New York Times: “Forget the Game. Where Can We Eat?”:http://events.nytimes.com/2007/11/25/nyregion/nyregionspecial2/25dinenj.html
Emerging from Penn Station, or winding through the maze of downtown streets in search of parking, you can hardly take your eyes off the Prudential Center. The new arena (the Rock, to its fans) is an instant landmark — a mammoth brick-and-steel structure that artfully deploys curtains of glass and one of the world’s largest outdoor TV screens to avoid the curse of seeming squat and hulking.
… But for those who assumed that the neighborhood was a culinary desert, there are some nice surprises in store. What follows is a brief tour of dining spots in easy walking distance of the arena, all of them open until at least 7:30 on event evenings.
The Times provides a helpful listing of places to eat in the Newark downtown area (incredibly, they missed two of Newark’s most exciting restaurants: Mompou in the Irounbound and 27 Mix on Halsey Street). Talking with people who have gone to Devils’ games and concerts, I’ve heard a range of feedback from “Newark looked like Manhattan!” to “I don’t think I’d go again, the area is too sketchy.” The amount of effort having gone into keeping downtown safe during events has been immense, but there’s a huge difference between safe and exciting.
A friend from the East Village in New York City who was checking out a pre-season basketball game noted that the directions getting out of Penn Station were lacking. A panhandler, cashing in on an opportunity, saw him out through the Market Street doors of the station and held out a hand. My friend tipped him a dollar and the panhandler demanded more. Hardly a good first impression, and one that could be mitigated by putting some Pru Center staffers in the station.
In an effort to keep the streets well lit, the NPD have propped up flood lighting around Market Street and McCarter Highway. A noble effort, and, I’m sure, one that keeps pedestrians safer traversing the three blocks to the Pru venue, but…flood lights? Usually associated with crime scenes and highway construction, these hardly provide an air of reassurance in a city well known for its crime rates.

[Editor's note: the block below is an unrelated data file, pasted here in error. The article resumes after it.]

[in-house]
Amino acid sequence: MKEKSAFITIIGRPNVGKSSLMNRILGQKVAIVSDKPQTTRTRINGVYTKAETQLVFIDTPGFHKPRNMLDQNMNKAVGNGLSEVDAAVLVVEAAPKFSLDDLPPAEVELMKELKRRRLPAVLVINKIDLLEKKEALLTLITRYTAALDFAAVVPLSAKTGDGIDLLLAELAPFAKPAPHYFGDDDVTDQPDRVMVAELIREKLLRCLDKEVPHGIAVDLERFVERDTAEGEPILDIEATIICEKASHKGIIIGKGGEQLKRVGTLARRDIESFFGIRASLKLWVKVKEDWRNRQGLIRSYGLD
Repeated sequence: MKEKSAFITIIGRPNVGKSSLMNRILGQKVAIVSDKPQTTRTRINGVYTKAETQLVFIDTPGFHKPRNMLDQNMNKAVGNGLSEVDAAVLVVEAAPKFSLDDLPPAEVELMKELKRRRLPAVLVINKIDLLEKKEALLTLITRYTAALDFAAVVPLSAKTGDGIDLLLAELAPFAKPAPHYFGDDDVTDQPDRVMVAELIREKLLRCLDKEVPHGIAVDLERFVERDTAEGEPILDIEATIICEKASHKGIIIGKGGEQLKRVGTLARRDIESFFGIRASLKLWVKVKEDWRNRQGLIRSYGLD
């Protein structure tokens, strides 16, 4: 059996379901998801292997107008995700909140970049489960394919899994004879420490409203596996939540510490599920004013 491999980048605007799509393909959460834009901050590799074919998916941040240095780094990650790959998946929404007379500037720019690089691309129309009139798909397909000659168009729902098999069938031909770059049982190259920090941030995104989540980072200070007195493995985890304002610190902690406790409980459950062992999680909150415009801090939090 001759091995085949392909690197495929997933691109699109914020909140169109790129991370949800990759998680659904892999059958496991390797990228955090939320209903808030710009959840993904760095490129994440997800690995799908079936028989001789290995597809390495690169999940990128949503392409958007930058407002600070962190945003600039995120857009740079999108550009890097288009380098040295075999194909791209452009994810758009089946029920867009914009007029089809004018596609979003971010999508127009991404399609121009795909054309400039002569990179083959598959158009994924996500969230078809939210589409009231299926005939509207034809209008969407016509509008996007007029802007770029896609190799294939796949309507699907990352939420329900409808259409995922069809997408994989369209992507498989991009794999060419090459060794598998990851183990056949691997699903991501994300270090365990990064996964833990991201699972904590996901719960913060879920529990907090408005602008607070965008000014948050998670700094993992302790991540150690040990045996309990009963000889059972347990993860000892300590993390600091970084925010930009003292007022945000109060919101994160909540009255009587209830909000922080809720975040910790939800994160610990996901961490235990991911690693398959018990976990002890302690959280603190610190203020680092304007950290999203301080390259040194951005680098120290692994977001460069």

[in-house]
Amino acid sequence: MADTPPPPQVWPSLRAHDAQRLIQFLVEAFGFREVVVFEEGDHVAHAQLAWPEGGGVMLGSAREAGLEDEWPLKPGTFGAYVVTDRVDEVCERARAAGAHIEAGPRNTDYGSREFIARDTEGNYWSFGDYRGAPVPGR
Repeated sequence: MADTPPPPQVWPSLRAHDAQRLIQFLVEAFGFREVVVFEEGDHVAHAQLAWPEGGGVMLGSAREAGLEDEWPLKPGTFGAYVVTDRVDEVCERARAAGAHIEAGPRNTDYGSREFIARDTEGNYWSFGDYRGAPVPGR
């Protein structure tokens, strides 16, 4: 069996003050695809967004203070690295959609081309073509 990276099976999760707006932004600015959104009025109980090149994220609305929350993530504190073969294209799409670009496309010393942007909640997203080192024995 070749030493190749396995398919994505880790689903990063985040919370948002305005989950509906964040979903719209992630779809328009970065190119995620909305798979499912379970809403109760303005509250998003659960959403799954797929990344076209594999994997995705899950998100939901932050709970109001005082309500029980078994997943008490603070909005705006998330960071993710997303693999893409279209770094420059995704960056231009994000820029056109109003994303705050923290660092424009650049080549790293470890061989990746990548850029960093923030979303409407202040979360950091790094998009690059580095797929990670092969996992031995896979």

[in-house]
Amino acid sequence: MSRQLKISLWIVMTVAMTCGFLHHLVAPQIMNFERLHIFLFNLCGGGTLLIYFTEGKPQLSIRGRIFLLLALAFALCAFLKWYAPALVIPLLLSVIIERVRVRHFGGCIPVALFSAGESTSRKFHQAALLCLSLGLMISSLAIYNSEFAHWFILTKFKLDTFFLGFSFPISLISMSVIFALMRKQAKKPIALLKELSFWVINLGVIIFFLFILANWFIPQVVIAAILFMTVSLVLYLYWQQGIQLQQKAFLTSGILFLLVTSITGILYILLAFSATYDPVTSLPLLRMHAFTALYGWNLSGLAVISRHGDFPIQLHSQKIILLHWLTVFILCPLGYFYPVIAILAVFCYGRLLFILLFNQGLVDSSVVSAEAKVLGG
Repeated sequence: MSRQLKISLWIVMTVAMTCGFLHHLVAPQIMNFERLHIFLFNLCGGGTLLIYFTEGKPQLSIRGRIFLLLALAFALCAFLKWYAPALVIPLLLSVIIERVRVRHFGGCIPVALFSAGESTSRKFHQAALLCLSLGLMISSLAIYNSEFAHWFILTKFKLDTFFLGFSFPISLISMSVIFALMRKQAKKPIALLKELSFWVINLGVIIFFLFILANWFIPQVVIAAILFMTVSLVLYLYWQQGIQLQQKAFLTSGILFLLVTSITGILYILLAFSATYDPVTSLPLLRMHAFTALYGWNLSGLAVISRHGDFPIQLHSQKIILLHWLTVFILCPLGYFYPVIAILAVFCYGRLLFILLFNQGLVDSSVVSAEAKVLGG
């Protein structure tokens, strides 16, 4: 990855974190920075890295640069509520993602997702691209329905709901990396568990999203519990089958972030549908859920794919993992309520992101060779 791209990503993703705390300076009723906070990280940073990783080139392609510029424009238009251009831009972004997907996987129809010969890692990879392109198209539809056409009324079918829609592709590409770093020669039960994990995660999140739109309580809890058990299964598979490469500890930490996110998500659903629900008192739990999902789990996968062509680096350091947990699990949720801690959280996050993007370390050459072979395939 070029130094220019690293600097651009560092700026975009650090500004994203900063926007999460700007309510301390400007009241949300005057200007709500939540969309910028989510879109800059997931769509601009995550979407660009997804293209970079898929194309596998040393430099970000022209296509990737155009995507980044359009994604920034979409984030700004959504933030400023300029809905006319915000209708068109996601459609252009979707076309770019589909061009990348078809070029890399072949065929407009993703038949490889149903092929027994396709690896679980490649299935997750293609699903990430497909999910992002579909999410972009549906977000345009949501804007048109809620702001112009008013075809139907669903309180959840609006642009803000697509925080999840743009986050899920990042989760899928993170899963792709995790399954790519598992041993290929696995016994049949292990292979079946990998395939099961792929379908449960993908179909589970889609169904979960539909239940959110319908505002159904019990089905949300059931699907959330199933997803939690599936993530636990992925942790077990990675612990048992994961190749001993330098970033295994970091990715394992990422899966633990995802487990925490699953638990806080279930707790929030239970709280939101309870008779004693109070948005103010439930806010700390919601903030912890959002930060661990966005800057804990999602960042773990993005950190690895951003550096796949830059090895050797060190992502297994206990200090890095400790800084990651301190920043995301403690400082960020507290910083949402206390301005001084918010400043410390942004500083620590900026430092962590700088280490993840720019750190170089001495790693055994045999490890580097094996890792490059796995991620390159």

Downtown Newark needs a real revitalization, particularly in this area, if the city is to succeed in its resurgence. The architecture of fear that dominates the downtown financial district perpetuates the perception that Newark is unsafe. We need to establish shopping and dining in this arena corridor to welcome visitors into the city. Walking along Market Street, one is greeted by 12 feet of concrete from the Gateway complex, parking garages, parking lots and — two blocks from the giant glowing screens on the face of the arena along Route 21 — a dilapidated warehouse.
I know plans are in the works to overhaul this area. The Broad Street streetscapes project is making the area safer for pedestrians and the Booker administration is working to bring business back to Broad Street. But this city has got to capitalize on this opportunity. Let’s not just shuffle pedestrians to and from the arena. As I understand the agreement, the Devils will receive tax breaks for years, making the complex a net-zero venture for the city. We need businesses that invite sports enthusiasts and concert-goers to hang around before and after their event and spend some much-needed dollars.